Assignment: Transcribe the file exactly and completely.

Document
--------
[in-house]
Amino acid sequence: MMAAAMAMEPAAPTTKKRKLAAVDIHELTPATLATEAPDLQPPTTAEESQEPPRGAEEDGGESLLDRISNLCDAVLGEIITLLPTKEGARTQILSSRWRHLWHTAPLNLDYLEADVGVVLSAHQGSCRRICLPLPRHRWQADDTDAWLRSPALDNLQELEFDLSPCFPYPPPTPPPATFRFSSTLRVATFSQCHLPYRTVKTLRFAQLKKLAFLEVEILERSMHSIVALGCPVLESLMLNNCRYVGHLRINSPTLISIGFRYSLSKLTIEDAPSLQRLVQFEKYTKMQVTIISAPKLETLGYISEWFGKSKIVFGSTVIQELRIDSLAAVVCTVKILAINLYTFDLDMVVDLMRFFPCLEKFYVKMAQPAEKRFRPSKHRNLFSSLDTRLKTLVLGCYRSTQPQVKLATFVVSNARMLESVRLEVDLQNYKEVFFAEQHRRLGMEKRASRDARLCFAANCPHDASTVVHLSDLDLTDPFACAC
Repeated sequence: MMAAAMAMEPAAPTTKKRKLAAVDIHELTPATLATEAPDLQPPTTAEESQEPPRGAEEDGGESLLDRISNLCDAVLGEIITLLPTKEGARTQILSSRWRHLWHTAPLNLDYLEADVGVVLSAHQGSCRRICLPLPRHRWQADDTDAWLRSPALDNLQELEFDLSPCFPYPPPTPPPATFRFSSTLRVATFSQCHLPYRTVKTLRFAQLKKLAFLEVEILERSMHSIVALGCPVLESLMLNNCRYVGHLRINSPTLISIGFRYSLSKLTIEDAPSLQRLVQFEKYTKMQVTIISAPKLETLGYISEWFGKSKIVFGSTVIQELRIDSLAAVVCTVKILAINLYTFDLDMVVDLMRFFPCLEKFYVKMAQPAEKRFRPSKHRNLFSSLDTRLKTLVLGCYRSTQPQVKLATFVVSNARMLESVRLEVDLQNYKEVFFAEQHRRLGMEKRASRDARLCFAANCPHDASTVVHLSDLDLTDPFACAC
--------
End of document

[in-house]
Amino acid sequence: MMAAAMAMEPAAPTTKKRKLAAVDIHELTPATLATEAPDLQPPTTAEESQEPPRGAEEDGGESLLDRISNLCDAVLGEIITLLPTKEGARTQILSSRWRHLWHTAPLNLDYLEADVGVVLSAHQGSCRRICLPLPRHRWQADDTDAWLRSPALDNLQELEFDLSPCFPYPPPTPPPATFRFSSTLRVATFSQCHLPYRTVKTLRFAQLKKLAFLEVEILERSMHSIVALGCPVLESLMLNNCRYVGHLRINSPTLISIGFRYSLSKLTIEDAPSLQRLVQFEKYTKMQVTIISAPKLETLGYISEWFGKSKIVFGSTVIQELRIDSLAAVVCTVKILAINLYTFDLDMVVDLMRFFPCLEKFYVKMAQPAEKRFRPSKHRNLFSSLDTRLKTLVLGCYRSTQPQVKLATFVVSNARMLESVRLEVDLQNYKEVFFAEQHRRLGMEKRASRDARLCFAANCPHDASTVVHLSDLDLTDPFACAC
Repeated sequence: MMAAAMAMEPAAPTTKKRKLAAVDIHELTPATLATEAPDLQPPTTAEESQEPPRGAEEDGGESLLDRISNLCDAVLGEIITLLPTKEGARTQILSSRWRHLWHTAPLNLDYLEADVGVVLSAHQGSCRRICLPLPRHRWQADDTDAWLRSPALDNLQELEFDLSPCFPYPPPTPPPATFRFSSTLRVATFSQCHLPYRTVKTLRFAQLKKLAFLEVEILERSMHSIVALGCPVLESLMLNNCRYVGHLRINSPTLISIGFRYSLSKLTIEDAPSLQRLVQFEKYTKMQVTIISAPKLETLGYISEWFGKSKIVFGSTVIQELRIDSLAAVVCTVKILAINLYTFDLDMVVDLMRFFPCLEKFYVKMAQPAEKRFRPSKHRNLFSSLDTRLKTLVLGCYRSTQPQVKLATFVVSNARMLESVRLEVDLQNYKEVFFAEQHRRLGMEKRASRDARLCFAANCPHDASTVVHLSDLDLTDPFACAC